Telstra sees first $7m in copper disconnection fees

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Telstra sees first $7m in copper disconnection fees

NBN income just under $400m.

Telstra has received its first $7 million in government payments to disconnect customers from the copper network as part of the transition to the NBN.

The figure is the first sum to be paid out of a $4 billion pot of money to be given to Telstra under the $11 billion definitive agreements signed by Telstra and NBN Co.

Telstra also reported today it had received $89 million in fees for the lease of network infrastructure to NBN Co and the sale of lead-in conduits.

In total, Telstra reported NBN income of $399 million.

A significant portion of that came from money set aside for the retraining of Telstra workers that are to be affected by the NBN or associated regulatory reforms, from money for a public education campaign to educate consumers on migration processes from copper to fibre, and from money for NBN build work.

In addition, $124 million of the NBN income came from the Telecommunications Universal Service Management Agency (TUSMA) agreement, which covers the ongoing delivery of universal service obligations for voice and payphone services in an NBN world.

Telstra chief financial officer Andrew Penn told financial analysts that if the NBN rollout was to slow or change significantly, it could affect "some receipts from NBN", including the disconnection payments and infrastructure rental and sale into NBN.

It could also have an impact on Telstra's broader guidance for cumulative excess free cash-flow. Penn reiterated previous expectations of generating "$2bn-$3bn of cumulative excess free cash-flow over the next three years ... assuming the NBN rollout continues to be broadly in line with NBN's current plan".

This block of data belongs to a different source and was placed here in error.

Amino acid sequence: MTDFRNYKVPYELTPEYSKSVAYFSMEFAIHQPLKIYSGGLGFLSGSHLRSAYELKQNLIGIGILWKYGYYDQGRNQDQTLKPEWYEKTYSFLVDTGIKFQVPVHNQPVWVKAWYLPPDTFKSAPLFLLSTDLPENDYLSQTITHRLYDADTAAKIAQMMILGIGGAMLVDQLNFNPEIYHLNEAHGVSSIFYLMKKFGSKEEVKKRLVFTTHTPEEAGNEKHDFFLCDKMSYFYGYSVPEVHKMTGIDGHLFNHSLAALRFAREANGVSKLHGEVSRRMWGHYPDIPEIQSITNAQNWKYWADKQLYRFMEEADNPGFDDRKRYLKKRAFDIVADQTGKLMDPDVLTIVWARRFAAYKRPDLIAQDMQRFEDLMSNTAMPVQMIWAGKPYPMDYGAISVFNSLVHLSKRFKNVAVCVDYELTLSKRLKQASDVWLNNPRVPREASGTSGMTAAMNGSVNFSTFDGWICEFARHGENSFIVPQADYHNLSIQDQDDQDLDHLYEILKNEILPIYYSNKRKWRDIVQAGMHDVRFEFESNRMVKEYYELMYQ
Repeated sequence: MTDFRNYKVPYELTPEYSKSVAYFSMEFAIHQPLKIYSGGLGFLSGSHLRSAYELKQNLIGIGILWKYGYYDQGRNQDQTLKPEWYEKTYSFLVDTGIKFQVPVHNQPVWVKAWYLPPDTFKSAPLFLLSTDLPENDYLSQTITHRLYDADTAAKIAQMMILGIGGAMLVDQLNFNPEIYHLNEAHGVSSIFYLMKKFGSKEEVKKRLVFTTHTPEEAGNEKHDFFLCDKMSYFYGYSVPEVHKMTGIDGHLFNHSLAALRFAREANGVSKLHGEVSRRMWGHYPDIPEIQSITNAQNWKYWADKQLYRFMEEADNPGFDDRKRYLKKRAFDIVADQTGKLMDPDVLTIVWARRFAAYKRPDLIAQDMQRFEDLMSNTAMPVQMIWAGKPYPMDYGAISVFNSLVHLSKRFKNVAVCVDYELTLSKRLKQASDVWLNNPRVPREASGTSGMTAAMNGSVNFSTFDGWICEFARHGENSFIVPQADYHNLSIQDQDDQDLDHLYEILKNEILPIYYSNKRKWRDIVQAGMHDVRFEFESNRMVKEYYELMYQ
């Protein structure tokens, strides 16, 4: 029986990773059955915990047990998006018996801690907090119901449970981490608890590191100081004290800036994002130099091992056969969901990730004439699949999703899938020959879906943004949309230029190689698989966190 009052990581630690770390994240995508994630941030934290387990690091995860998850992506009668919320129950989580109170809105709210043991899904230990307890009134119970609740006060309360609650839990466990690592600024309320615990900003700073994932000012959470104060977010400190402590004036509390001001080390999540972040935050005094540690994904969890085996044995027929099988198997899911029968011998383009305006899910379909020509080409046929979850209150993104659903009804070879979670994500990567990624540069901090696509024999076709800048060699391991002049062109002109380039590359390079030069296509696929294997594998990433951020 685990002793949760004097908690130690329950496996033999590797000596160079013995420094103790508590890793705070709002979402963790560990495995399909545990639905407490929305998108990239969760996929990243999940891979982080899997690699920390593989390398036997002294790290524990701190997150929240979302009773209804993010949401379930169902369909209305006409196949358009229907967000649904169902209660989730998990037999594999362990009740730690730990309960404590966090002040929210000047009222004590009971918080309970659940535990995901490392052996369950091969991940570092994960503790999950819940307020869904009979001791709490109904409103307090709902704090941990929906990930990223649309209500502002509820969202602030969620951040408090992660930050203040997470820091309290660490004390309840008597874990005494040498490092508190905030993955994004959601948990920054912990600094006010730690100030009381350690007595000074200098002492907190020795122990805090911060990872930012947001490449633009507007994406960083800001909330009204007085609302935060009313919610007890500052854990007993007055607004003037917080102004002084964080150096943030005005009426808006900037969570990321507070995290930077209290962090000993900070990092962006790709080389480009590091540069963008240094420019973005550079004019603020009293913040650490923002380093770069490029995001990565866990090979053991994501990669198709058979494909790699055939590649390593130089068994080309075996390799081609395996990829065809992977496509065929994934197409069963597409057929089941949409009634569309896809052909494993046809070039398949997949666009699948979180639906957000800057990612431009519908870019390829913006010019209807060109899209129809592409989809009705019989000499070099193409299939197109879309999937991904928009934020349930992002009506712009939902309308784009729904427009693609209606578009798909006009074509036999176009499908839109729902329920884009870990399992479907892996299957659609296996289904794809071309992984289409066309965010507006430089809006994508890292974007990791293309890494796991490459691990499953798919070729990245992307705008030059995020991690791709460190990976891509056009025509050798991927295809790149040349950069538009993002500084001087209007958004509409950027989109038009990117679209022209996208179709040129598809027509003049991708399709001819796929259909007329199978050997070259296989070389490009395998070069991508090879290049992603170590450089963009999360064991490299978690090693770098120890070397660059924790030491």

"It would need to be a fairly material change to the current [NBN rollout] plan for us not to be in the region of $2bn-$3bn by the second half of 2015," Penn told analysts today.

Penn said conversely, a slower NBN rollout meant Telstra would retain PSTN customers — and their revenue streams — for longer.

"There's a few swings and roundabouts," Penn said.

Although PSTN voice revenue remains in decline — down another 9.5 percent in FY13 —the carrier is still seeing strong results in retail fixed broadband service provision.

Telstra reported a 173,000 increase in fixed broadband customers for the year, and said 59 percent of its fixed broadband customer base buys a bundle of telecommunications services.

In money terms, fixed broadband revenue — including NBN data — is up 9.3 percent, and average revenue per user is up 1.6 percent to $54.52.

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